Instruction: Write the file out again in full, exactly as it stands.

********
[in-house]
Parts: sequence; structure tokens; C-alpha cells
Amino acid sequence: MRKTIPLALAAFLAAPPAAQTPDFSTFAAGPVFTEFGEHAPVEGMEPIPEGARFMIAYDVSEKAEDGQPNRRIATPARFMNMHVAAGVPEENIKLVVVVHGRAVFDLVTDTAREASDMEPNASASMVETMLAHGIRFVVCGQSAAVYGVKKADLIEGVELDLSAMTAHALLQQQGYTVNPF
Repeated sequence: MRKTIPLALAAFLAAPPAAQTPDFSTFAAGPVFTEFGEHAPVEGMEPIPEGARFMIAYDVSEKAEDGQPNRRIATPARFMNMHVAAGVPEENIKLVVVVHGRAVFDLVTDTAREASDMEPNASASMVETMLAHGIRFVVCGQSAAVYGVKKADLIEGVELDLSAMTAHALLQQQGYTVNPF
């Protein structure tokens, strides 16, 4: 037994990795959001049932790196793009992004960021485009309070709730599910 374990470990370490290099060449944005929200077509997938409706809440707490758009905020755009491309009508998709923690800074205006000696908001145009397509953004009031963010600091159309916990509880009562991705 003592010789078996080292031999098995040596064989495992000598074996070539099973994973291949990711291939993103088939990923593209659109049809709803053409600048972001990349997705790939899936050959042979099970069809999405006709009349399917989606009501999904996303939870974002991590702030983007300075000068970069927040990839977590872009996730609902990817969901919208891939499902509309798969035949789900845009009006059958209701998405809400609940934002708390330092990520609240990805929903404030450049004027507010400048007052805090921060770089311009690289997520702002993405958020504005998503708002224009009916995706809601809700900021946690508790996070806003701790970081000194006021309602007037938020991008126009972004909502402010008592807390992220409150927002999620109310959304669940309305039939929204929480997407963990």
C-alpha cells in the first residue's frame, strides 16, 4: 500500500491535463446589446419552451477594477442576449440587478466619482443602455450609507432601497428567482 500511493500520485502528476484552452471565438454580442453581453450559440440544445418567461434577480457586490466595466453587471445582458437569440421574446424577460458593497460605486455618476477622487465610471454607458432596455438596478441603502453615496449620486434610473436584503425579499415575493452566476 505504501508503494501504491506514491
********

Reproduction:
[in-house]
Parts: sequence; structure tokens; C-alpha cells
Amino acid sequence: MRKTIPLALAAFLAAPPAAQTPDFSTFAAGPVFTEFGEHAPVEGMEPIPEGARFMIAYDVSEKAEDGQPNRRIATPARFMNMHVAAGVPEENIKLVVVVHGRAVFDLVTDTAREASDMEPNASASMVETMLAHGIRFVVCGQSAAVYGVKKADLIEGVELDLSAMTAHALLQQQGYTVNPF
Repeated sequence: MRKTIPLALAAFLAAPPAAQTPDFSTFAAGPVFTEFGEHAPVEGMEPIPEGARFMIAYDVSEKAEDGQPNRRIATPARFMNMHVAAGVPEENIKLVVVVHGRAVFDLVTDTAREASDMEPNASASMVETMLAHGIRFVVCGQSAAVYGVKKADLIEGVELDLSAMTAHALLQQQGYTVNPF
């Protein structure tokens, strides 16, 4: 037994990795959001049932790196793009992004960021485009309070709730599910 374990470990370490290099060449944005929200077509997938409706809440707490758009905020755009491309009508998709923690800074205006000696908001145009397509953004009031963010600091159309916990509880009562991705 003592010789078996080292031999098995040596064989495992000598074996070539099973994973291949990711291939993103088939990923593209659109049809709803053409600048972001990349997705790939899936050959042979099970069809999405006709009349399917989606009501999904996303939870974002991590702030983007300075000068970069927040990839977590872009996730609902990817969901919208891939499902509309798969035949789900845009009006059958209701998405809400609940934002708390330092990520609240990805929903404030450049004027507010400048007052805090921060770089311009690289997520702002993405958020504005998503708002224009009916995706809601809700900021946690508790996070806003701790970081000194006021309602007037938020991008126009972004909502402010008592807390992220409150927002999620109310959304669940309305039939929204929480997407963990």
C-alpha cells in the first residue's frame, strides 16, 4: 500500500491535463446589446419552451477594477442576449440587478466619482443602455450609507432601497428567482 500511493500520485502528476484552452471565438454580442453581453450559440440544445418567461434577480457586490466595466453587471445582458437569440421574446424577460458593497460605486455618476477622487465610471454607458432596455438596478441603502453615496449620486434610473436584503425579499415575493452566476 505504501508503494501504491506514491